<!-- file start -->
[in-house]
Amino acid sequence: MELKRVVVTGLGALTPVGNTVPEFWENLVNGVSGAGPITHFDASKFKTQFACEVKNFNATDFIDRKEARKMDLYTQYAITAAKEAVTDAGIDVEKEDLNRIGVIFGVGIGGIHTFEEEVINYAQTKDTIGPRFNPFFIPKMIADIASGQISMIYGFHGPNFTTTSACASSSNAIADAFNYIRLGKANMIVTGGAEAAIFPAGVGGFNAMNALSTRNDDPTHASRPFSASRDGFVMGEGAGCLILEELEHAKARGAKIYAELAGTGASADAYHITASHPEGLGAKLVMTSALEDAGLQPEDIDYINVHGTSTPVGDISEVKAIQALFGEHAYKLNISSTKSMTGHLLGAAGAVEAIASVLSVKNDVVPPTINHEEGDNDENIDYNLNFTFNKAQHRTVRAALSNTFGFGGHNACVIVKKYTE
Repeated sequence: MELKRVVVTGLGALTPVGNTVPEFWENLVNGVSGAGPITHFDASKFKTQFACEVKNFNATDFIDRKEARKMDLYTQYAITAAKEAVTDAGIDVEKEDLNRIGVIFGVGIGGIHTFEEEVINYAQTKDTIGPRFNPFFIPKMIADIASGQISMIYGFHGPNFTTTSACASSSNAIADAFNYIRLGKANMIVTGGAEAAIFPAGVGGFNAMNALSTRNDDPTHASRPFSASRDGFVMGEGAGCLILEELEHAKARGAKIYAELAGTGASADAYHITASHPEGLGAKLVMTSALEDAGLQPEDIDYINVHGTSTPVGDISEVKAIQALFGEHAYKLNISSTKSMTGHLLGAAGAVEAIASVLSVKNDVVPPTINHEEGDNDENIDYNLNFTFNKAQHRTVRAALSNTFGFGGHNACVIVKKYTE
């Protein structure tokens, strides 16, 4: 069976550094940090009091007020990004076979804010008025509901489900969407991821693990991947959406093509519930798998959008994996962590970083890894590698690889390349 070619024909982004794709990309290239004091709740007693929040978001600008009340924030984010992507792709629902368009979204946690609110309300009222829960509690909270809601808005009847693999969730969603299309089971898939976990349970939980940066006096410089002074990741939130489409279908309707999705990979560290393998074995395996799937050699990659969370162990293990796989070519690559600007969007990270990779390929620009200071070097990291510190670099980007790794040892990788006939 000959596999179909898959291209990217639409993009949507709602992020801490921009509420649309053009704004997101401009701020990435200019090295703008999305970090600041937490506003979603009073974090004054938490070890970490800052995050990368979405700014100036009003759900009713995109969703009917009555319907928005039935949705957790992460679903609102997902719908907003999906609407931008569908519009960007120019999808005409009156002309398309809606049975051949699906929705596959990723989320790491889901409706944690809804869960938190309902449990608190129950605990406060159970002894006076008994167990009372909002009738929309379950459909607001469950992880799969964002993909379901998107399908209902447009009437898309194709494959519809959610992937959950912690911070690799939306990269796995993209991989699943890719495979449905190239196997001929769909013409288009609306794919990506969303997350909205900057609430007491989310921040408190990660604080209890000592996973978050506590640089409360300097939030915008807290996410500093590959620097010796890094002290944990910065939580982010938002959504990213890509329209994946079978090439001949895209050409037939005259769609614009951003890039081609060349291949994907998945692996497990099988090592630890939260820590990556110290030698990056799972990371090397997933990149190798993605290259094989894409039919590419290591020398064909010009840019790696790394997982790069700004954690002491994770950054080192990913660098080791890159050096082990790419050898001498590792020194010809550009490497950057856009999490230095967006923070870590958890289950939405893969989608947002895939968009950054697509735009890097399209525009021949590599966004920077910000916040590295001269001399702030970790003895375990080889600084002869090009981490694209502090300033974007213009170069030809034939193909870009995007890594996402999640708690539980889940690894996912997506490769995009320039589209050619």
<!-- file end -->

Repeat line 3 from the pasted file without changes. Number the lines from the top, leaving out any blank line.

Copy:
Repeated sequence: MELKRVVVTGLGALTPVGNTVPEFWENLVNGVSGAGPITHFDASKFKTQFACEVKNFNATDFIDRKEARKMDLYTQYAITAAKEAVTDAGIDVEKEDLNRIGVIFGVGIGGIHTFEEEVINYAQTKDTIGPRFNPFFIPKMIADIASGQISMIYGFHGPNFTTTSACASSSNAIADAFNYIRLGKANMIVTGGAEAAIFPAGVGGFNAMNALSTRNDDPTHASRPFSASRDGFVMGEGAGCLILEELEHAKARGAKIYAELAGTGASADAYHITASHPEGLGAKLVMTSALEDAGLQPEDIDYINVHGTSTPVGDISEVKAIQALFGEHAYKLNISSTKSMTGHLLGAAGAVEAIASVLSVKNDVVPPTINHEEGDNDENIDYNLNFTFNKAQHRTVRAALSNTFGFGGHNACVIVKKYTE